4. If your animal ingested a known toxin: Anti-freeze, chocolate, rat bait, a whole bottle of CBD chews that your sweet Anti-Vax Uncle brought you and then left on the table, Tylenol, an overdose of prescribe medication such as insulin or anti-inflammatories. You can always call the ASPCA poison control hotline for advice: (888) 426-4435
  5. If your animal is unable to breathe correctly: Wheezing, panting, congested, is turning blue.
  6. If your animal is bleeding from somewhere, and it will not stop.
  7. If your animal is having active seizures.
  8. If your animal is uncontrollably anxious and you can’t figure out why.
  9. If your animal has a broken bone, was hit by a car, suffered an extreme trauma like burn, severe cold, attack by a dog/coyote/Anti-Vax Uncle.
  10. If your animal cannot go to the bathroom (not hasn’t gone to the bathroom, but is trying and cannot).
  11. If your animal has GI distress: Vomiting non-stop, having non-stop diarrhea, not eating for days in a row.
  12. And, as a general rule, if you are freaking out because something is not right and you know your pet better than anyone else and you just know something is wrong. (This is valid.)

No One Likes a Holiday Tragedy

In these cases, and other select cases I didn’t think to mention, you can call and ask. But just plan on going to the ER.

I say this while acknowledging that not everyone can afford a visit to the ER, but don’t fear a $10,000 bill. Some things are the same price as a visit with us. Making a dog vomit up a Run-DMC ornament won’t be a life-altering expense, but waiting for the Run-DMC ornament to pass, it getting stuck, and needing a life-saving surgery in 2 days may be. It’s Like That and It’s Tricky.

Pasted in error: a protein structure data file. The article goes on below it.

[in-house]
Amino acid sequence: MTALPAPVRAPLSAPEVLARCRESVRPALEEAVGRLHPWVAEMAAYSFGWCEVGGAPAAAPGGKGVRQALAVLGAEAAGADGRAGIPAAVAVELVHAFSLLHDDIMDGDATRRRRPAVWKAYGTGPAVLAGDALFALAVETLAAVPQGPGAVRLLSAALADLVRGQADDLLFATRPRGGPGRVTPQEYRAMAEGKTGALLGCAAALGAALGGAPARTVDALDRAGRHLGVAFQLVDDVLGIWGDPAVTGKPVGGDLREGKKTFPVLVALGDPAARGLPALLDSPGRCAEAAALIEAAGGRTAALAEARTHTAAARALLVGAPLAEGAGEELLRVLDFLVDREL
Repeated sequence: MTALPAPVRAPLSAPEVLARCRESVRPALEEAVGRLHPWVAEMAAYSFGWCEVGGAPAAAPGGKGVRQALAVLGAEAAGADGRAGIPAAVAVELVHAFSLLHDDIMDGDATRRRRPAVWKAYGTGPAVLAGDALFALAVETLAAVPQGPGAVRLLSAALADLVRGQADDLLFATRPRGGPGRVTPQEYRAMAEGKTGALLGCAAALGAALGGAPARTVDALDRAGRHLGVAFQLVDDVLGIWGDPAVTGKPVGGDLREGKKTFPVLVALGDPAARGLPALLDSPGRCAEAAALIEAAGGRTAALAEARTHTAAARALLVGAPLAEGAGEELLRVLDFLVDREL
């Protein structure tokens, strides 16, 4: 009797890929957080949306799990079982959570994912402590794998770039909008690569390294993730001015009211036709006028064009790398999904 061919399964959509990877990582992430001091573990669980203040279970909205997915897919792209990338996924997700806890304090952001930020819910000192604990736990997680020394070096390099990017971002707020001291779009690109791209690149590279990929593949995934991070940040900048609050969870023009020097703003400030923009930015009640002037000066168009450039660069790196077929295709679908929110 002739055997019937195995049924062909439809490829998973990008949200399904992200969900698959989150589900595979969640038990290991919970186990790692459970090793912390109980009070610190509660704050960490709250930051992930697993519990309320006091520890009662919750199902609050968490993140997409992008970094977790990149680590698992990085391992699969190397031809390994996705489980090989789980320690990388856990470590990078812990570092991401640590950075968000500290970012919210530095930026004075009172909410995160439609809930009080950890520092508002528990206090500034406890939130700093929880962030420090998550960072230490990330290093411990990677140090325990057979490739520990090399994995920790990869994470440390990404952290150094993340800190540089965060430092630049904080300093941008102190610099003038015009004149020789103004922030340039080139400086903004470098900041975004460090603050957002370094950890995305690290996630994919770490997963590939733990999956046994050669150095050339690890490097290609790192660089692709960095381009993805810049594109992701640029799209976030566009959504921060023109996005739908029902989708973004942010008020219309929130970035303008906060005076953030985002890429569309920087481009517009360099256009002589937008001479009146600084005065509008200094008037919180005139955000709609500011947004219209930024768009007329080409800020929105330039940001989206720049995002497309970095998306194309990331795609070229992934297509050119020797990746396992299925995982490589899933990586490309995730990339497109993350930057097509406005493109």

I also realize that if you are home alone with a child at 2 am, you cannot always run somewhere and take care of it, but, sometimes, the alternative is to explain to an awake child something worse about Sir Puggle Wuggle, and then we are entering every Holiday Tragedy movie about angels in heaven, and I don’t like these movies at all. Nope.

What Isn’t an Emergency?

Note: Do not avoid going to the ER because of this list and blame me for it, but these are common things people call about that don’t require immediate attention.

Your animal is generally doing alright, happy and alert, but:

  1. Your animal hasn’t eaten today.
  2. Your animal had some loose stool (even a little blood in it).
  3. Your animal vomited twice this month.
  4. You think your animal may be losing weight.
  5. Your animal seems to be favoring one leg but is not in terrible pain.
  6. Your animal sneezed or coughed.
  7. Your animal has some discharge from the nose or eyes.
  8. Your animal didn’t go to the bathroom today.
  9. Your animal is scratching, you saw fleas, you found a tick and got it off.
  10. You saw some worms in your animal’s feces.
  11. Your friend/uncle’s dog just died of cancer and you are worried that your animal has it.

There are countless more. I’m not saying that these things aren’t worthy of being addressed. And of course if any of these things causes discomfort, pain, or anxiety on your part, going to the ER is not wrong. I’m just saying these things do not require immediate attention on Christmas Eve (or as we one-eighth Jewish Canadians refer to as “Justin Trudeau’s birthday eve”).

My Hopes and Wishes for You

I can totally follow a scenario where you keep your animal at home and monitor and one of these non-emergencies turns into one. But for now, there are plenty of OTC fixes that we can recommend to help before an ER visit is needed.

So, I hope all your holiday plans go seamlessly well without trauma or tragedy. I hope your new year is safe and fun.

And because this is my last blog post before my departure to the ER world, I also wish you all goodbye and thanks for everything.

Vaccinate, stay safe, and please read this book and become the tree you deserve to be.

Brett Grossman, DVM